Place, publisher, year, edition, pages
Cambridge University Press, 2019
Keywords
Expert knowledge, Policy making, Health policy, knowledge utilization
National Category
Social Sciences Interdisciplinary
Identifiers
urn:nbn:se:liu:diva-149919 (URN)10.1017/S1744133118000233 (DOI)000482431400001 ()29986792 (PubMedID)2-s2.0-85049867288 (Scopus ID)
Available from: 2018-08-06 Created: 2018-08-06 Last updated: 2019-09-09Bibliographically approved
Broqvist, M., Sandman, L., Garpenby, P. & Krevers, B. (2018). The meaning of severity - do citizenś views correspond to a severity framework based on ethical principles for priority setting?. Health Policy, 122(6), 630-637, Article ID S0168-8510(18)30081-2.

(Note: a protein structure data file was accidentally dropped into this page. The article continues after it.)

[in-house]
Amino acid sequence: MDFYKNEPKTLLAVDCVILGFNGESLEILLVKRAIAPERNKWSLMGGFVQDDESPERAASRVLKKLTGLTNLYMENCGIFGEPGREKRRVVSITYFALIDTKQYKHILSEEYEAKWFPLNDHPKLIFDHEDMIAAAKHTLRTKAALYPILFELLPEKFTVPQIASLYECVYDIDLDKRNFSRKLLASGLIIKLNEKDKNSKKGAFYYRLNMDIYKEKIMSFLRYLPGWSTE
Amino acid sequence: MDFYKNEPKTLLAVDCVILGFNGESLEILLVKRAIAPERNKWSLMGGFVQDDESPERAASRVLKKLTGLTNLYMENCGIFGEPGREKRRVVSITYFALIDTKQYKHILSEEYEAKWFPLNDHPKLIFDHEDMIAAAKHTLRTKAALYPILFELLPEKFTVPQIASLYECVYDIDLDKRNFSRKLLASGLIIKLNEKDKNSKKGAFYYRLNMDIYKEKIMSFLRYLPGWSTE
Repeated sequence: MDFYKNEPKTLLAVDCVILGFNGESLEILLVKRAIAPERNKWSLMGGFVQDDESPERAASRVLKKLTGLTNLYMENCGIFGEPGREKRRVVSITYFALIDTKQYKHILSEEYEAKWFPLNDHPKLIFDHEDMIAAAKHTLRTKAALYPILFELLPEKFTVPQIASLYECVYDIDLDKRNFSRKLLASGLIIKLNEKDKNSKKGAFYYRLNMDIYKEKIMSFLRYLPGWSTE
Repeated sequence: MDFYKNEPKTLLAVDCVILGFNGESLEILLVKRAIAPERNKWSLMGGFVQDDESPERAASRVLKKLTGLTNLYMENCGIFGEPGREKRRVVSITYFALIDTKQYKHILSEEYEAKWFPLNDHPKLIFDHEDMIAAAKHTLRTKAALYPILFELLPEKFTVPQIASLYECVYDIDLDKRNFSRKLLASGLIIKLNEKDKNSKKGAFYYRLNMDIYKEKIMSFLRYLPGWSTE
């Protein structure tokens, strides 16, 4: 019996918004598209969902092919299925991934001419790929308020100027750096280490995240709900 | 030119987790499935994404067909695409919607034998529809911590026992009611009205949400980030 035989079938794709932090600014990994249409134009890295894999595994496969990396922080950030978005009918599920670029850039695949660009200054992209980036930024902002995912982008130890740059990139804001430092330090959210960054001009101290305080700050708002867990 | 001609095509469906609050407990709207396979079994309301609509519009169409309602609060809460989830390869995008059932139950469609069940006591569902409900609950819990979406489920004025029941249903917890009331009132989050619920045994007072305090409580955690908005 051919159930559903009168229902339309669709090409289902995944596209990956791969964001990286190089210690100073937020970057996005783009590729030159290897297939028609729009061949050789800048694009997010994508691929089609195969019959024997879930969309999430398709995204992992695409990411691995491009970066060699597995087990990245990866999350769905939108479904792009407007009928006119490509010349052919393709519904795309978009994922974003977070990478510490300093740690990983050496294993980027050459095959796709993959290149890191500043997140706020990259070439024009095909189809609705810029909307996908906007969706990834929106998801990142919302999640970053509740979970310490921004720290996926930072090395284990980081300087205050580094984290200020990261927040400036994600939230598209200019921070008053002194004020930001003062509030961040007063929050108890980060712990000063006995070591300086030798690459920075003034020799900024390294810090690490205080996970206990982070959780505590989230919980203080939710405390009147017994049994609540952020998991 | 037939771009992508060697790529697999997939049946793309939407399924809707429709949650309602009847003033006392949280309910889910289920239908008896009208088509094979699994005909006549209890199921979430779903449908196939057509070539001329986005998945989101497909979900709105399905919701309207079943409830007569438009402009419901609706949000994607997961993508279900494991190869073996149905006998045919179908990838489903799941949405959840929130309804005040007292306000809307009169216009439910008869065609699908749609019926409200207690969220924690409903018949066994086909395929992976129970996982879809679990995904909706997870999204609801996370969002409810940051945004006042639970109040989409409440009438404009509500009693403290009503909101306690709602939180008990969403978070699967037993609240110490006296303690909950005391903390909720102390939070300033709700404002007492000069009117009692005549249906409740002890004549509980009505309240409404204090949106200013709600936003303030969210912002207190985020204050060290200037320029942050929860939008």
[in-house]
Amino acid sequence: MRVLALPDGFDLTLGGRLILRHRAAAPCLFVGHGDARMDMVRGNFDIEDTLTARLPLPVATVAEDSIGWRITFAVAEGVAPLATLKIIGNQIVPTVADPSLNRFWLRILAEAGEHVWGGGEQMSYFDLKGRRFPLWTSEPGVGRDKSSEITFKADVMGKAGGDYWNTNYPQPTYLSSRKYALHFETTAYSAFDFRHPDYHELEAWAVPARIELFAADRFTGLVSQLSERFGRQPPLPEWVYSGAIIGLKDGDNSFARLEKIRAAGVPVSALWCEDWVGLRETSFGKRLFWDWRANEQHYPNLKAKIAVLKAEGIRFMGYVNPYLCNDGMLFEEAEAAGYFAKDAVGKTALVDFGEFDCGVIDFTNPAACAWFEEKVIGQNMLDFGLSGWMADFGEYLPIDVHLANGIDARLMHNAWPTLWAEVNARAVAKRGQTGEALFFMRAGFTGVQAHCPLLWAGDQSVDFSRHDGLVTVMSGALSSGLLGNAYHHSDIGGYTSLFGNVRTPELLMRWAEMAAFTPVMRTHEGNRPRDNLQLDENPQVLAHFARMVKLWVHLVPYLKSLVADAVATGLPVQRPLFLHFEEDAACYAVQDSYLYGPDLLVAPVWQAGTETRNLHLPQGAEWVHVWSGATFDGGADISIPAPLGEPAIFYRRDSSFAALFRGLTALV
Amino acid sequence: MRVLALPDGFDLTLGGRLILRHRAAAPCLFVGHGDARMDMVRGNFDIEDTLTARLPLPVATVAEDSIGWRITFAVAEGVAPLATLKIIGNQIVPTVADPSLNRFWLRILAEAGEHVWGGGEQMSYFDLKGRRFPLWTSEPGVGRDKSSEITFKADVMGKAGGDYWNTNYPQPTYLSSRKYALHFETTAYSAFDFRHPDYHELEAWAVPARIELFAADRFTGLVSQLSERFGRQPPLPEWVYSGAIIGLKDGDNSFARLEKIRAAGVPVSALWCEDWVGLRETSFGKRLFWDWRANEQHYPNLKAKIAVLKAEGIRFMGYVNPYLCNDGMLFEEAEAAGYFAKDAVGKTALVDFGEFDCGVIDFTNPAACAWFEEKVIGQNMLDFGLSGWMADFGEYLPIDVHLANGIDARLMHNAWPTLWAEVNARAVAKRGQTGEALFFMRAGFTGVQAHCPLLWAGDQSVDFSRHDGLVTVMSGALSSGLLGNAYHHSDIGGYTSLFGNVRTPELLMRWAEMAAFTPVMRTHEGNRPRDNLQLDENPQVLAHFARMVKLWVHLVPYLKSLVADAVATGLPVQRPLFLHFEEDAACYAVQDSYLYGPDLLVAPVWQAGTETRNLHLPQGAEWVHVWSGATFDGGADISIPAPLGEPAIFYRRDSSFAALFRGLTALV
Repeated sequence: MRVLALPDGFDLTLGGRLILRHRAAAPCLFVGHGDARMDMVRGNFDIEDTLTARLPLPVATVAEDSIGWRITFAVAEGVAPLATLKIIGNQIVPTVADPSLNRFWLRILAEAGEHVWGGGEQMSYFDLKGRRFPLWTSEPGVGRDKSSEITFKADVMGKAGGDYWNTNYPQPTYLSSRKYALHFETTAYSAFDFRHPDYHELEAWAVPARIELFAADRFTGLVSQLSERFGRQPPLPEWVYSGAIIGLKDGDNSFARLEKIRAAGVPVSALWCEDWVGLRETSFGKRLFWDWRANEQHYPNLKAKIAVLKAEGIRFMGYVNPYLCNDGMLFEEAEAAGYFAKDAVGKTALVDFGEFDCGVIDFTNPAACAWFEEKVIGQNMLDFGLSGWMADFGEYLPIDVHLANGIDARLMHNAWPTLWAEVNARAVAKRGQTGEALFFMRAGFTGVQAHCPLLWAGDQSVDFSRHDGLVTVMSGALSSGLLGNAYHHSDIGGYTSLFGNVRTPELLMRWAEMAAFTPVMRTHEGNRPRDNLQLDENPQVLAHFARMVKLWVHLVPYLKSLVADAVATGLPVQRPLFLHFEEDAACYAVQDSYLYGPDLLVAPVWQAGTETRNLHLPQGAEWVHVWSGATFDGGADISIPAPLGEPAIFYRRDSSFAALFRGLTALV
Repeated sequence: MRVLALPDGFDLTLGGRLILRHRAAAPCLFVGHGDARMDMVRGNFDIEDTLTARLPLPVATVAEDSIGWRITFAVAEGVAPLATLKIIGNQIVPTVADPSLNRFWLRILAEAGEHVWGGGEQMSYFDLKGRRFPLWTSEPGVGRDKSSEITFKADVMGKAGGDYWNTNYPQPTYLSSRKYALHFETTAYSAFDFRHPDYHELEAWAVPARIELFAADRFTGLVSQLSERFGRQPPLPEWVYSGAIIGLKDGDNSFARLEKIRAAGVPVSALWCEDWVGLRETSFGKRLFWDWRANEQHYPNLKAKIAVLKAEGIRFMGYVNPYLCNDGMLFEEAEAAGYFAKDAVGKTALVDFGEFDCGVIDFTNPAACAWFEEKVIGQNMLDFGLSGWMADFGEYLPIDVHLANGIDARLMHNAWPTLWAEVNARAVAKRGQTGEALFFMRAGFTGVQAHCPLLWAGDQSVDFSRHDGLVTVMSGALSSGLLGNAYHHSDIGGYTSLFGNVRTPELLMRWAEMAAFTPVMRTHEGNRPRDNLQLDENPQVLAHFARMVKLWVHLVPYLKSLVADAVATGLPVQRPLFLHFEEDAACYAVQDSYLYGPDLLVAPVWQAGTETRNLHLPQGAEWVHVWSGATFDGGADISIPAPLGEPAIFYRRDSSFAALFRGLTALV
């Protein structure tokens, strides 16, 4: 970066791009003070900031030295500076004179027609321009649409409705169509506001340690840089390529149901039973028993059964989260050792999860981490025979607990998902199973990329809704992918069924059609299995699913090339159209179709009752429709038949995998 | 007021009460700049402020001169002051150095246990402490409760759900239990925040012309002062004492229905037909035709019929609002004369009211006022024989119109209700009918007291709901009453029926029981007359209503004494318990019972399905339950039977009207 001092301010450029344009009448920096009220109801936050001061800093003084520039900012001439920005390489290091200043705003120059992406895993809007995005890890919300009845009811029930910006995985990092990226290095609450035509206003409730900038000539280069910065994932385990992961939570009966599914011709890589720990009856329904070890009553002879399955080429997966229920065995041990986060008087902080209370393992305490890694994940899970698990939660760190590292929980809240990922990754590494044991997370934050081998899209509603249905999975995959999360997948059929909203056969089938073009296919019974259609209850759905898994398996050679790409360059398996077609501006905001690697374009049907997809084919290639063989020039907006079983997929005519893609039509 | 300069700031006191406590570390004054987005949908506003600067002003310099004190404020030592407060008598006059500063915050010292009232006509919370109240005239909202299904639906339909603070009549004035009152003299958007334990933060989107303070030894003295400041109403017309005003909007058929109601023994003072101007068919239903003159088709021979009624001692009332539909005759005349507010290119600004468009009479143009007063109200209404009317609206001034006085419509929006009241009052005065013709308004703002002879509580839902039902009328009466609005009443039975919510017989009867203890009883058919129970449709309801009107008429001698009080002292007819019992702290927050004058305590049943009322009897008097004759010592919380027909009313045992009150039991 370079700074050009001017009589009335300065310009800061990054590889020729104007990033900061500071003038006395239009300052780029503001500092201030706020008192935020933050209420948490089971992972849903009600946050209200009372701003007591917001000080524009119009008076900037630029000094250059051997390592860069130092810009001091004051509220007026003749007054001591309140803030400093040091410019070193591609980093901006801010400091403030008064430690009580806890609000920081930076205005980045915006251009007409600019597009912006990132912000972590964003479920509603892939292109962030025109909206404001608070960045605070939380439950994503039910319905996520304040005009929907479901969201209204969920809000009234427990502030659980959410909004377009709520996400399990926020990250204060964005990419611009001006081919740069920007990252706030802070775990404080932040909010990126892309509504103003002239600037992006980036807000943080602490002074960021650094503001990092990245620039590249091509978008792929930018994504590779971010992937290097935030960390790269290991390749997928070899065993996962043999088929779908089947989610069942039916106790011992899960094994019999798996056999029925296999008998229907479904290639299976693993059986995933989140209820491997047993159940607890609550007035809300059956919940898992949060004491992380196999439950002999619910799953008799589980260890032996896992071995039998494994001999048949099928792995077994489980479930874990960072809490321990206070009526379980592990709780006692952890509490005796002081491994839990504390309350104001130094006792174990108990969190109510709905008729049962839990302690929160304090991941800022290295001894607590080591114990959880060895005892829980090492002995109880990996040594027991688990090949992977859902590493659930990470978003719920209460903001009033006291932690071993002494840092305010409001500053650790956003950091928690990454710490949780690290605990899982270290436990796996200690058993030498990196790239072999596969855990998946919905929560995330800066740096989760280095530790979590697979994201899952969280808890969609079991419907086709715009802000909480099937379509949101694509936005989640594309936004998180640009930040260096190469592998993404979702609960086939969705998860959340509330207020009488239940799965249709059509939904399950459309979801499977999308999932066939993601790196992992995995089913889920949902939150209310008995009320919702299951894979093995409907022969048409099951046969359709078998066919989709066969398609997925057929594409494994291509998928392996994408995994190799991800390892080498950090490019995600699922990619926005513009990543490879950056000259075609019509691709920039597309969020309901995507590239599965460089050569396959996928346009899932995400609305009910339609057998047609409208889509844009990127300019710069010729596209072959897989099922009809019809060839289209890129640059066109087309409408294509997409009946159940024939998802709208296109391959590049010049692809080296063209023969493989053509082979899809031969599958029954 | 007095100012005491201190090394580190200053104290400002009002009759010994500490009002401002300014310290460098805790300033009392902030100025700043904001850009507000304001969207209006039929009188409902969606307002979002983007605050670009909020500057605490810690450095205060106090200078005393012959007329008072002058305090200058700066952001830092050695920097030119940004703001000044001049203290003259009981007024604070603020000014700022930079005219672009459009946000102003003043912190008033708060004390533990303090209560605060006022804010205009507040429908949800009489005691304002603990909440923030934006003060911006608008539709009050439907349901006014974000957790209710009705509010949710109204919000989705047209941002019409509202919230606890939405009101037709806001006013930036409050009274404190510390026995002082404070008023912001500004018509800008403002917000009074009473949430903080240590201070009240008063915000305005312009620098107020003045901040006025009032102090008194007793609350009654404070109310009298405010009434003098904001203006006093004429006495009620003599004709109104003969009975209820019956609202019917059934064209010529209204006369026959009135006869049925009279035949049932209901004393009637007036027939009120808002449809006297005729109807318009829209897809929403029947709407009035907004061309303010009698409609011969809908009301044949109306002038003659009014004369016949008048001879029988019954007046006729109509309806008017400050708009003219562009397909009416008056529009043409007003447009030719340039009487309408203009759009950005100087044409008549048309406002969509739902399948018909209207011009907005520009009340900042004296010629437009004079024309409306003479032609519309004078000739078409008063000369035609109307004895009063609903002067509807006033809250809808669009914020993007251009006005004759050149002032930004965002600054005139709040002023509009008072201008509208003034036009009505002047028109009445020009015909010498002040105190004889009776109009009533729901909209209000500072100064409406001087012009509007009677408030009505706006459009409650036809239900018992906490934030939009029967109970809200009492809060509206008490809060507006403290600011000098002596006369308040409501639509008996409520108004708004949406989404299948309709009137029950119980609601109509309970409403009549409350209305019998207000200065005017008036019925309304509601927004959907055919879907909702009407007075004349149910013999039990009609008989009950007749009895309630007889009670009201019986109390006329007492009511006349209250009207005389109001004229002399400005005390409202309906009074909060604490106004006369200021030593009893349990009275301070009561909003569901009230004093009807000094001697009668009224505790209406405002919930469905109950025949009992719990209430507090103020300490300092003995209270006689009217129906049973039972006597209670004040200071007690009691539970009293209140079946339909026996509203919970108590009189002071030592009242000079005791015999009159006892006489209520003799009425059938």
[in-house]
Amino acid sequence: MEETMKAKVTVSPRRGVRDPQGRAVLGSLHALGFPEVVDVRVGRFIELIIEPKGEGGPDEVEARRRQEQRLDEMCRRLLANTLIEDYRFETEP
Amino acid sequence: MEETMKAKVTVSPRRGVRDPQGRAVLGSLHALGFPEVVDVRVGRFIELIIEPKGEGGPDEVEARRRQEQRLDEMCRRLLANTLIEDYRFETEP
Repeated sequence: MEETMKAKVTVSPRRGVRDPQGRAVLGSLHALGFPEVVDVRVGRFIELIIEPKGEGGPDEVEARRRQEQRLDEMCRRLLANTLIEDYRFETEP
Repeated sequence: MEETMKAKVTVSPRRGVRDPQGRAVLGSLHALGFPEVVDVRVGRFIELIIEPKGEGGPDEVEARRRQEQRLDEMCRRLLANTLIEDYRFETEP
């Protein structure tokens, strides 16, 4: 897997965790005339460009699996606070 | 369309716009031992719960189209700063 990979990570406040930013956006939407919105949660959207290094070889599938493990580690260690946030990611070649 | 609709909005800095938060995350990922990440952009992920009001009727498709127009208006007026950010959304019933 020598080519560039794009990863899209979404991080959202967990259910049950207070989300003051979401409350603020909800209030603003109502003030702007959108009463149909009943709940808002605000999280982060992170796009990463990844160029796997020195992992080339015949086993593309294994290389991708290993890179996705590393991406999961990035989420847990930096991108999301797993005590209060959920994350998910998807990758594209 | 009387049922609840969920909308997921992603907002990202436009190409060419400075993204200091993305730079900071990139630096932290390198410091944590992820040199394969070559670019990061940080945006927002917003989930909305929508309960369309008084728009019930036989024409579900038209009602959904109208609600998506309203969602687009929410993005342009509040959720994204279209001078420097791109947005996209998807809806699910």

Open this publication in new window or tab >>The meaning of severity - do citizenś views correspond to a severity framework based on ethical principles for priority setting?
2018 (English)In: Health Policy, ISSN 0168-8510, E-ISSN 1872-6054, Vol. 122, no 6, p. 630-637, article id S0168-8510(18)30081-2Article in journal (Refereed) Published
Abstract [en]